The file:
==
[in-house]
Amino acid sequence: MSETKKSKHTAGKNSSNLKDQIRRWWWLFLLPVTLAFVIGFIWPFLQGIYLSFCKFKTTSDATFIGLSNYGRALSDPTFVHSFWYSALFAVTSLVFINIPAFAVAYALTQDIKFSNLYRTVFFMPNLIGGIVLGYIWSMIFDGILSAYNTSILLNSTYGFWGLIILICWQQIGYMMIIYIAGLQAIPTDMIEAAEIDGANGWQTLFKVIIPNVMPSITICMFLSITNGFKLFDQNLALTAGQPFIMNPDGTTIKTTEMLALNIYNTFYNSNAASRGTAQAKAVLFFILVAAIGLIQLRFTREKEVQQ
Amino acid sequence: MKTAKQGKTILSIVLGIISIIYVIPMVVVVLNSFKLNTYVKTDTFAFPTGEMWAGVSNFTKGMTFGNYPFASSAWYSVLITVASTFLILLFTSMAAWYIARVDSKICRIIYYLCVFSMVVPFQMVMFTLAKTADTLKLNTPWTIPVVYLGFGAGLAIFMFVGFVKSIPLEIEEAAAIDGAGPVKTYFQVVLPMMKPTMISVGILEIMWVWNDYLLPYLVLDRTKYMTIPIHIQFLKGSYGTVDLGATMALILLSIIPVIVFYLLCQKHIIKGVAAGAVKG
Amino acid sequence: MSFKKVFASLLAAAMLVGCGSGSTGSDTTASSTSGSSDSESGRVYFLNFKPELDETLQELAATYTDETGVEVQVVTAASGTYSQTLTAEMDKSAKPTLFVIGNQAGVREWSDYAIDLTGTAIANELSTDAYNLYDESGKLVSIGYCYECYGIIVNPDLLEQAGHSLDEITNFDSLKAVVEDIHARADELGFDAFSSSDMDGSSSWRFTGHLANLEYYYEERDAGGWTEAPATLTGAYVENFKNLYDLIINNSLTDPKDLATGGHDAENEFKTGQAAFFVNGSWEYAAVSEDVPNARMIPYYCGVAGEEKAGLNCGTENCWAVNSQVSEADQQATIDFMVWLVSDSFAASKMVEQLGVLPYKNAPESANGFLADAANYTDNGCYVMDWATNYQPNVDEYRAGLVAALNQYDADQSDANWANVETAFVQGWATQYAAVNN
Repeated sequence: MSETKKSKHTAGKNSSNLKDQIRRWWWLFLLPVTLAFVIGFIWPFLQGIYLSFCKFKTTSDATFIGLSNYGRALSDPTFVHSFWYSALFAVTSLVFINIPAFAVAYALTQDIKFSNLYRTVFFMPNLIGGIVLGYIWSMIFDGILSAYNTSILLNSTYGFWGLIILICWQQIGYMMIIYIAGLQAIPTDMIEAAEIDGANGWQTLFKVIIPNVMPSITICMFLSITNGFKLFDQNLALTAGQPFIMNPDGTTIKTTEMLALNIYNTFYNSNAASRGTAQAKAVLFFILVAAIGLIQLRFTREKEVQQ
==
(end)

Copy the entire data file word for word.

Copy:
[in-house]
Amino acid sequence: MSETKKSKHTAGKNSSNLKDQIRRWWWLFLLPVTLAFVIGFIWPFLQGIYLSFCKFKTTSDATFIGLSNYGRALSDPTFVHSFWYSALFAVTSLVFINIPAFAVAYALTQDIKFSNLYRTVFFMPNLIGGIVLGYIWSMIFDGILSAYNTSILLNSTYGFWGLIILICWQQIGYMMIIYIAGLQAIPTDMIEAAEIDGANGWQTLFKVIIPNVMPSITICMFLSITNGFKLFDQNLALTAGQPFIMNPDGTTIKTTEMLALNIYNTFYNSNAASRGTAQAKAVLFFILVAAIGLIQLRFTREKEVQQ
Amino acid sequence: MKTAKQGKTILSIVLGIISIIYVIPMVVVVLNSFKLNTYVKTDTFAFPTGEMWAGVSNFTKGMTFGNYPFASSAWYSVLITVASTFLILLFTSMAAWYIARVDSKICRIIYYLCVFSMVVPFQMVMFTLAKTADTLKLNTPWTIPVVYLGFGAGLAIFMFVGFVKSIPLEIEEAAAIDGAGPVKTYFQVVLPMMKPTMISVGILEIMWVWNDYLLPYLVLDRTKYMTIPIHIQFLKGSYGTVDLGATMALILLSIIPVIVFYLLCQKHIIKGVAAGAVKG
Amino acid sequence: MSFKKVFASLLAAAMLVGCGSGSTGSDTTASSTSGSSDSESGRVYFLNFKPELDETLQELAATYTDETGVEVQVVTAASGTYSQTLTAEMDKSAKPTLFVIGNQAGVREWSDYAIDLTGTAIANELSTDAYNLYDESGKLVSIGYCYECYGIIVNPDLLEQAGHSLDEITNFDSLKAVVEDIHARADELGFDAFSSSDMDGSSSWRFTGHLANLEYYYEERDAGGWTEAPATLTGAYVENFKNLYDLIINNSLTDPKDLATGGHDAENEFKTGQAAFFVNGSWEYAAVSEDVPNARMIPYYCGVAGEEKAGLNCGTENCWAVNSQVSEADQQATIDFMVWLVSDSFAASKMVEQLGVLPYKNAPESANGFLADAANYTDNGCYVMDWATNYQPNVDEYRAGLVAALNQYDADQSDANWANVETAFVQGWATQYAAVNN
Repeated sequence: MSETKKSKHTAGKNSSNLKDQIRRWWWLFLLPVTLAFVIGFIWPFLQGIYLSFCKFKTTSDATFIGLSNYGRALSDPTFVHSFWYSALFAVTSLVFINIPAFAVAYALTQDIKFSNLYRTVFFMPNLIGGIVLGYIWSMIFDGILSAYNTSILLNSTYGFWGLIILICWQQIGYMMIIYIAGLQAIPTDMIEAAEIDGANGWQTLFKVIIPNVMPSITICMFLSITNGFKLFDQNLALTAGQPFIMNPDGTTIKTTEMLALNIYNTFYNSNAASRGTAQAKAVLFFILVAAIGLIQLRFTREKEVQQ